Elon Musk to outline 'Hyperloop' idea

By Jonathan Amos
Science correspondent, BBC News

  • Published
Elon Musk
Image caption,
Elon Musk has already developed a new rocket system for the US space agency

US entrepreneur Elon Musk is expected to give more details later of his supersonic "Hyperloop" concept to link Los Angeles and San Francisco.

The SpaceX and Tesla founder has teased audiences with titbits of information about the rapid transit idea, which he claims could make the 380-mile (610km) journey in "about half an hour".

It seems to involve sending passengers through a tube in capsules.

Mr Musk says Hyperloop could be built for less than a conventional rail link.

The current proposed 130mph (210km/h) high-speed train connection between LA and San Francisco is unnecessarily expensive and underwhelming in ambition, he has complained.

"I originally started thinking about [Hyperloop] when I read about California's high-speed rail project which was somewhat disappointing," he told a Google Hangout with Richard Branson last week.

"It's actually worse than taking the plane. I get a little sad when things are not getting better in the future.

"Another example would be like the Concorde being retired and the fact there is no supersonic passenger transport. I think that is sad. You want the future to be better than the past, or at least I do."

Mr Musk claims Hyperloop would be a practical solution for city pairs separated by 1,000 miles (1,600km) or less. Beyond this distance, it would be better to take a plane, he explained.

But for the shorter distance, his new concept would beat the plane, he argues, because it would not waste time ascending and descending.

"It does involve a tube but not a vacuum tube… not frictionless but very low friction," is all he will add.

Tube system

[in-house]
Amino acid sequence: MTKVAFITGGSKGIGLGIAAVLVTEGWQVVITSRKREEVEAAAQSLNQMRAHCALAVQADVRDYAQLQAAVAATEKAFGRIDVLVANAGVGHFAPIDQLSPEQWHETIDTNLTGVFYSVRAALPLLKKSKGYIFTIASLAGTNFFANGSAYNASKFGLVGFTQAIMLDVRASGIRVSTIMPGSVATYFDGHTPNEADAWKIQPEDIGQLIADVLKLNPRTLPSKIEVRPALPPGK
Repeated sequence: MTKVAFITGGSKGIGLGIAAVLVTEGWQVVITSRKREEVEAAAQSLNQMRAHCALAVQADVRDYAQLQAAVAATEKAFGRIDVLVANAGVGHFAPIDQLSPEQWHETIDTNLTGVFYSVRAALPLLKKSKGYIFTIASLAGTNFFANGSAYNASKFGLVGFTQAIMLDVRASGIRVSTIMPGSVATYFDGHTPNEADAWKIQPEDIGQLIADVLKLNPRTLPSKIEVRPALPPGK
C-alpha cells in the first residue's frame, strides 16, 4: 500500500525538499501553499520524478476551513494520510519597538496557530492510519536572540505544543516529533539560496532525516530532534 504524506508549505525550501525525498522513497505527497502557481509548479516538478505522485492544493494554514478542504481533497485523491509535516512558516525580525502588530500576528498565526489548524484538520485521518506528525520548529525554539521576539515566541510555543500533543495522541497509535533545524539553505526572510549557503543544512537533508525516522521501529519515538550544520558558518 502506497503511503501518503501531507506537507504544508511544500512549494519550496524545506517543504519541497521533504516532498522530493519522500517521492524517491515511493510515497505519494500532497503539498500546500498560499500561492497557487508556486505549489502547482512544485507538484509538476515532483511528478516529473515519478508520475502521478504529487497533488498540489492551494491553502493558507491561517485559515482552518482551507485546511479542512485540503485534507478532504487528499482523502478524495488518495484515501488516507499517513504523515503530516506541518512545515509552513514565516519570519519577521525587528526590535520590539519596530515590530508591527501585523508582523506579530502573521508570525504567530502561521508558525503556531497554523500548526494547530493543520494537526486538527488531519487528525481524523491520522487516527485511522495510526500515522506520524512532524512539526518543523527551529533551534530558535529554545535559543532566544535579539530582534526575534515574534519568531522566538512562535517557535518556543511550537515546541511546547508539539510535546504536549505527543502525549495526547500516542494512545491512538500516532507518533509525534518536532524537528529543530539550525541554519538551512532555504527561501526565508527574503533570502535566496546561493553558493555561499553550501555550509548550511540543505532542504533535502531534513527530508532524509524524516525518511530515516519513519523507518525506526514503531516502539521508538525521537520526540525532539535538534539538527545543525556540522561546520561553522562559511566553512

The speculation is that Mr Musk is thinking of some kind of "rail gun". This would see passengers sit in cars that were then fired down a tube which had had most of its air removed. A system of magnets would accelerate and brake the capsules, and also keep them from touching the sides of the tube.

"You want a transport system that is roughly twice as fast as the next best alternative, that costs less, that is safer, that is not subject to weather and is more convenient," Mr Musk said.

"If there were such a thing, I think most people would take it. In fact, it would increase the travel between the city pairs because of the increased convenience."

Image caption,
The hype is reminiscent of the pre-launch publicity for the Segway

Whatever Mr Musk proposes, people are sure to sit up and take notice.

The entrepreneur made his fortune with the internet payment system PayPal before switching his skills into developing the new Falcon rocket system for Nasa and the Tesla electric car. He is also a big investor in solar energy in California.

"[Hyperloop] is quite an old science fiction idea but Elon Musk is the sort of man who could make it work," commented physicist Martin Archer from Imperial College London, UK

"He's the guy who made electric cars go fast with Tesla, which many people didn't think would be possible; and he's the head of SpaceX which is the only commercial rocket builder that has managed to hook up with the International Space Station."

The pre-announcement hype that surrounds Hyperloop is reminiscent of the speculation that ran ahead of the unveiling of the Segway scooter in 2001.

Back then, the media was full of stories about a project that could "revolutionise personal transportation". The two-wheeled, self-balancing device was certainly innovative and found an eager market, but it has remained a niche product.

Mr Musk says he is so busy with SpaceX and Tesla that he will not immediately try to develop Hyperloop himself. Only if no-one else picks up the challenge will he consider attempting to make it a reality at a later time.

Jonathan.Amos-INTERNET@bbc.co.uk and follow me on Twitter: @BBCAmos